I started reading Christie approximately a year ago. I've read perhaps 30 of her works, to date. I suppose I could have started a discussion focussing on "Favourite Novels", but the difference between "favourites" and "least favourites" is similar to the idea expressed in the first line of Anna Karenina: "Happy families are all alike; every unhappy family is unhappy in its own way." It is so rare that I am truly bewildered and disappointed at the end of a Christie book, that I want to bring attention to this unique experience.
My least favourite Christie book is "Passenger to Frankfurt".
It seemed that 80% of the book was taken-up in repeating the same tirade, again and again: about terrorists trying to bring-about a "new world order". The problem is not with the theme: I thoroughly enjoyed "The Big Four", which has a similar theme. The problem is that I actually had the instinct to skip complete paragraphs and even complete pages, because I knew exactly what they would contain: another long description of the horrors about to befall us, should our heroes not solve the mystery at-hand. But although my patience was stretched to breaking-point, I did NOT skip any paragraphs: I stuck with the book, hoping for a reward, in the end. When it was all over, however... I was still disappointed. "Bewildered", as I say, is a better description. I revere Christie, but really don't know what the "point" of this novel was.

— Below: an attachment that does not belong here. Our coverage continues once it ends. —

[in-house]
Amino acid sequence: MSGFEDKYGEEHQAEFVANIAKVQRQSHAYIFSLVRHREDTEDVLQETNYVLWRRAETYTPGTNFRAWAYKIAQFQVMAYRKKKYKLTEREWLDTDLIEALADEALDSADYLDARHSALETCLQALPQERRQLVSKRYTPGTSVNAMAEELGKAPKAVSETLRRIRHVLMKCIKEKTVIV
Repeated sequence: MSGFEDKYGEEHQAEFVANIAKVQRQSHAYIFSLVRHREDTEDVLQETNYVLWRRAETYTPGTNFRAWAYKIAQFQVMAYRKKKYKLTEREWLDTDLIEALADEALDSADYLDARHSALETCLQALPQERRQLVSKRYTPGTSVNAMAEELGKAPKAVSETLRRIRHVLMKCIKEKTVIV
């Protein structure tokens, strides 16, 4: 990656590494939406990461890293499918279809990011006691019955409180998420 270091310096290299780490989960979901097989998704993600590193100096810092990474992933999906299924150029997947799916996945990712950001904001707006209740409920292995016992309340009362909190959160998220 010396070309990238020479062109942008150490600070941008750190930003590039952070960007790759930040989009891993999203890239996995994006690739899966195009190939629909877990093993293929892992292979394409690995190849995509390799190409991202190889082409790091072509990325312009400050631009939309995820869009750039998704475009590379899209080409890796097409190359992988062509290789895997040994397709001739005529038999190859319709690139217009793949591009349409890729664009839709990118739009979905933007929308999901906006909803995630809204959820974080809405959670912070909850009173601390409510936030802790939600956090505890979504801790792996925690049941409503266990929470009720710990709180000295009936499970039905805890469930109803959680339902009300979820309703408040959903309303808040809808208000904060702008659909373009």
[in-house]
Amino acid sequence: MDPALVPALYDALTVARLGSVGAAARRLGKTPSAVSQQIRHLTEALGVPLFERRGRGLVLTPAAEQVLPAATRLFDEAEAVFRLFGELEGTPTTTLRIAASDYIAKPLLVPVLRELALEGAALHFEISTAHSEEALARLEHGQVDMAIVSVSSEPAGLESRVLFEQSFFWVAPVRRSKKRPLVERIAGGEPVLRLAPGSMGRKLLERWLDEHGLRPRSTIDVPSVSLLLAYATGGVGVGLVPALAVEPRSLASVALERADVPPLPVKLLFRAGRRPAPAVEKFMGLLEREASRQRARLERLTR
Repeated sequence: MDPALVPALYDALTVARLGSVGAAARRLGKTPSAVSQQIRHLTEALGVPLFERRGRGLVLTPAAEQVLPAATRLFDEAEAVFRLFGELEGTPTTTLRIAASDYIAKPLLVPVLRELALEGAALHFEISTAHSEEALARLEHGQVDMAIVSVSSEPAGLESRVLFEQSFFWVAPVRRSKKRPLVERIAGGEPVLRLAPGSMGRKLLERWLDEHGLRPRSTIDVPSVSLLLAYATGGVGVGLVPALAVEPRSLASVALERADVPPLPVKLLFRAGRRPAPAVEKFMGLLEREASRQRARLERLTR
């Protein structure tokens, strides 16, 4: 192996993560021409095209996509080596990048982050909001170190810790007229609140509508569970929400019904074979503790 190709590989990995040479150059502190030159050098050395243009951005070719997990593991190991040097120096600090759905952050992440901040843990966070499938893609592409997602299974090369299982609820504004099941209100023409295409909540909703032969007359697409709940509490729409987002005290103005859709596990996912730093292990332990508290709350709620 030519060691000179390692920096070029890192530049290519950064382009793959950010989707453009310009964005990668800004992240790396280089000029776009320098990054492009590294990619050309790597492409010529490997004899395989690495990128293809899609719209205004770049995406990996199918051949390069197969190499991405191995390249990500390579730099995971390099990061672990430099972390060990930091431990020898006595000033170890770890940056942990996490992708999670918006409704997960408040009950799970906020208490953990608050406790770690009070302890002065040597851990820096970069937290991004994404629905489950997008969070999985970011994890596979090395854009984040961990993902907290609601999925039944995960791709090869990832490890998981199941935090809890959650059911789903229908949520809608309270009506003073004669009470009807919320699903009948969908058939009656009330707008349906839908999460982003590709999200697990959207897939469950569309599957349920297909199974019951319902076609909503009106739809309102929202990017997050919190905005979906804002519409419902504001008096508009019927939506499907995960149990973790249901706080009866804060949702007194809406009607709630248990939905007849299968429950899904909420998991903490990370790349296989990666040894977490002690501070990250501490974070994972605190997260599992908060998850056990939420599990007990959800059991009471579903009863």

Many of her novels and stories have a "solution" at the end which could be (perhaps only after you've read 30 of them, in quick succession?) described as anti-climactic: the murderer is not someone we cared about very much; they're a minor character; the many mysteries which have been niggling at us throughout the book don't come-together in one brilliant flash: but I still ENJOYED THE BOOK. This is the main reason I name "Passenger to Frankfurt" as my least-favourite of her books: it was both anti-climactic, and also incredibly laboursome to get through.